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Counter-drone technology has already seen extensive use in certain applications. On the battlefield, C-UAS systems have so far most commonly been used for base protection, complementing existing weapons such as counter-mortar systems and surveillance platforms. There is also growing interest in portable and mobile systems that could be used to protect ground units and convoys. In civilian environments, counter-drone technology has so far primarily been used for airspace protection at airports, security during large events such as party conventions and sports games, VIP protection, and counter-smuggling operations at prisons. Common applications include airspace defense around sensitive facilities, port security, maritime security, and personal use over private property.


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Systems designed to be used from either stationary or mobile positions on the ground. This category includes systems installed on fixed sites, mobile systems, and systems mounted on ground vehicles.

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Systems that are designed to be operated by a single individual by hand. Many of these systems resemble rifles or other small arms.

Detection & Interdiction Systems

Detection & Tracking
  • Radar- Detects the presence of small unmanned aircraft by their radar signature, which is generated when the aircraft encounters RF pulses emitted by the detection element.19 These systems often employ algorithms to distinguish between drones and other small, low-flying objects, such as birds.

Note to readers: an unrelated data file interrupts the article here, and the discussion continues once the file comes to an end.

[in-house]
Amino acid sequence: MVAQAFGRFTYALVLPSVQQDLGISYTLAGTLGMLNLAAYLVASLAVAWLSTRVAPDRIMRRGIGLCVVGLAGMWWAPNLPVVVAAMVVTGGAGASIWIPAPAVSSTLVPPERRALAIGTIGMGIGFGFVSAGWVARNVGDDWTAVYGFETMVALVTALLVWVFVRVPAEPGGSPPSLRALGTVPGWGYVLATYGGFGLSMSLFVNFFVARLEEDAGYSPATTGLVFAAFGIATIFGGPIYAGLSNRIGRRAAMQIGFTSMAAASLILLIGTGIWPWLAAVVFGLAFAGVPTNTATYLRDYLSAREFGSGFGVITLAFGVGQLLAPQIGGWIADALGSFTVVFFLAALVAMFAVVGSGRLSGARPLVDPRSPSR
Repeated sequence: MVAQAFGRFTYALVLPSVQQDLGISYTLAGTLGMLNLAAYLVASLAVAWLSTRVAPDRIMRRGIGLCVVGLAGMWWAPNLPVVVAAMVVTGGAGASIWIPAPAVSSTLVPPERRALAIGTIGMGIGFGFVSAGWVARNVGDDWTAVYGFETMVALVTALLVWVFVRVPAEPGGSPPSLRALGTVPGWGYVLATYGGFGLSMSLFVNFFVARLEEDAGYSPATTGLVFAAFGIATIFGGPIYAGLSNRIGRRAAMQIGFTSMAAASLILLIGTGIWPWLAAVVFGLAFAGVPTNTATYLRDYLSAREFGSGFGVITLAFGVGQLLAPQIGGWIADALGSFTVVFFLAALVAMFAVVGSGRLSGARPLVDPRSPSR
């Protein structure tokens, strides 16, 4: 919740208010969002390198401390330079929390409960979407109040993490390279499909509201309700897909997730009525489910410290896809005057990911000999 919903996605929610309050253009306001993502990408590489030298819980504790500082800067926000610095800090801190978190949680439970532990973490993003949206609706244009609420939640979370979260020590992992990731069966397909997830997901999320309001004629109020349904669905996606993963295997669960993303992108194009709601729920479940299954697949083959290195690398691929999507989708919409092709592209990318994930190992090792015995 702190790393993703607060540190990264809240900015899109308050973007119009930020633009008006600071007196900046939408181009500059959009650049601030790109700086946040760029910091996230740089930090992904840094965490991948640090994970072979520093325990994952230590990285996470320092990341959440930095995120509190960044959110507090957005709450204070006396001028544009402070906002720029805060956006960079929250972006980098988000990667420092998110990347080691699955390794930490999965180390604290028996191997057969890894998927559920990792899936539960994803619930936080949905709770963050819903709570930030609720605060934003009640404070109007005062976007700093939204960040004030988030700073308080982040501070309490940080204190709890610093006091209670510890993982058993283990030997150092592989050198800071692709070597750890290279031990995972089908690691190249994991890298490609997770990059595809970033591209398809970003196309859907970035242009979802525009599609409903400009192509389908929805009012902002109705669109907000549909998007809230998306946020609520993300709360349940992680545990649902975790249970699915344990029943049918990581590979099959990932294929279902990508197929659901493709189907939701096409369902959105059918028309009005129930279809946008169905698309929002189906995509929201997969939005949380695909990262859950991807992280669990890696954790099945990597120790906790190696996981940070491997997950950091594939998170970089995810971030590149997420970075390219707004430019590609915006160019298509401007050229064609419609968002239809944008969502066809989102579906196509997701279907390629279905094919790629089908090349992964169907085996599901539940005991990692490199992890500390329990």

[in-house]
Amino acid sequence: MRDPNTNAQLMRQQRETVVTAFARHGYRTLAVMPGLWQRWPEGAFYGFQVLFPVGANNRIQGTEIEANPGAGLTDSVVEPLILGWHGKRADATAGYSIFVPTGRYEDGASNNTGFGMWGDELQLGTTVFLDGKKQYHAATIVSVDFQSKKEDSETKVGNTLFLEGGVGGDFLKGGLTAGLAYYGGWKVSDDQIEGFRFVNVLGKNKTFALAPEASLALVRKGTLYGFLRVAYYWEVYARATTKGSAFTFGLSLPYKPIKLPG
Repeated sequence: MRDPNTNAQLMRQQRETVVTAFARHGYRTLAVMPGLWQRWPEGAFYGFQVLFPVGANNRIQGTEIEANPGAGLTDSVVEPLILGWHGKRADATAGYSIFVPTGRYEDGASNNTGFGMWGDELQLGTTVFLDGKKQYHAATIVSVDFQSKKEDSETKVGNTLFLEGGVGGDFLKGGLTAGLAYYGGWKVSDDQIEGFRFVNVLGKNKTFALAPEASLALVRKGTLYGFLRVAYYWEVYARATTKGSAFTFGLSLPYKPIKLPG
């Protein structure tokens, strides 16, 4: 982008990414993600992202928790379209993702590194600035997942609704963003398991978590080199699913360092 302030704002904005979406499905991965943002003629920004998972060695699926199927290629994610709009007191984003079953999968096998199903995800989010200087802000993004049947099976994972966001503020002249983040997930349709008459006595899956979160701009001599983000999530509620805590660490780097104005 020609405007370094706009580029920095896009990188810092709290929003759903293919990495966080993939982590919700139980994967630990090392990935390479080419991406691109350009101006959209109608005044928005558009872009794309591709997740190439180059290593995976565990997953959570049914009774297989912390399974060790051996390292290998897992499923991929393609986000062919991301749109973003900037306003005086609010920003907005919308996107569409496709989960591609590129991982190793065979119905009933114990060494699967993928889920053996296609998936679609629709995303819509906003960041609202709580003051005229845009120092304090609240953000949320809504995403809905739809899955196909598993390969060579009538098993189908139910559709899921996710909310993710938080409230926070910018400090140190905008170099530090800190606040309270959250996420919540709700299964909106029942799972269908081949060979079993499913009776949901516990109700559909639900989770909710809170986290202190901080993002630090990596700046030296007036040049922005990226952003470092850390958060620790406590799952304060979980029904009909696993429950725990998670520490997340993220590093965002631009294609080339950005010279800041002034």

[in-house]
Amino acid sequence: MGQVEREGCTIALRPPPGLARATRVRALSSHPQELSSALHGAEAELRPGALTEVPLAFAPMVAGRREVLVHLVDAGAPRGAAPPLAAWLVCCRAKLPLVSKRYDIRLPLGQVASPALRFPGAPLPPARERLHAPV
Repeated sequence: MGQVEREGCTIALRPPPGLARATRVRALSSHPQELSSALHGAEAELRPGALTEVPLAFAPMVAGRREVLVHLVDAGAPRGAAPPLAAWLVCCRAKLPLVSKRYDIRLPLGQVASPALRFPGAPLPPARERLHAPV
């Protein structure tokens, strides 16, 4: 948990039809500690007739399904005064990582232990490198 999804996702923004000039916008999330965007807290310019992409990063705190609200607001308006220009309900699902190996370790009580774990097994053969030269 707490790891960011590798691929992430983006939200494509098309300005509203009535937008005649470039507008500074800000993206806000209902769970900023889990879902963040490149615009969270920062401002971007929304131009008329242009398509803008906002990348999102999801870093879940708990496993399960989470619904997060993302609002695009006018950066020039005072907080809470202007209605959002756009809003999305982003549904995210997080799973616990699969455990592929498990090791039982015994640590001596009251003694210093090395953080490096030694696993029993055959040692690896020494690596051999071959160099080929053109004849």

• Radio-frequency (RF)- Identifies the presence of drones by scanning for the frequencies on which most drones are known to operate. Algorithms pick out and geo-locate RF-emitting devices in the area that are likely to be drones.
  • Electro-Optical (EO)- Detects drones based on their visual signature.
  • Infrared (IR)- Detects drones by recognizing the unique sounds produced by their motors. Acoustic systems rely on a library of sounds produced by known drones, which are then matched to sounds detected in the operating environment.
  • Combined Sensors- Many systems integrate a variety of different sensor types in order to provide a more robust detection capability. For example, a system might include an acoustic sensor that cues an optical camera when it detects a potential drone in the vicinity. The use of multiple detection elements may also be intended to increase the probability of a successful detection, given that no individual detection method is entirely failproof.
  • RF Jamming- Disrupts the radio frequency link between the drone and its operator by generating large volumes of RF output. Once the RF link, which can include WiFi links, is severed, a drone will either descend to the ground or initiate a “return to home” maneuver.
  • GNSS Jamming- Disrupts the drone’s satellite link, such as GPS or GLONASS, which is used for navigation. Drones that lose their satellite link will hover in place, land, or return to home.
  • Spoofing- Allows one to take control of the targeted drone by hijacking the drone’s communications link. (Also known as protocol manipulation.)
  • Laser- Destroys vital segments of the drone’s airframe using directed energy, causing it to crash to the ground.
  • Nets-Designed to entangle the targeted drone and/or its rotors.
  • Projectile-Employs regular or custom-designed ammunition to destroy incoming unmanned aircraft.
  • Combined Interdiction Elements-A number of C-UAS systems also employ a combination of interdiction elements—most commonly, RF and GNSS jamming systems that work in tandem.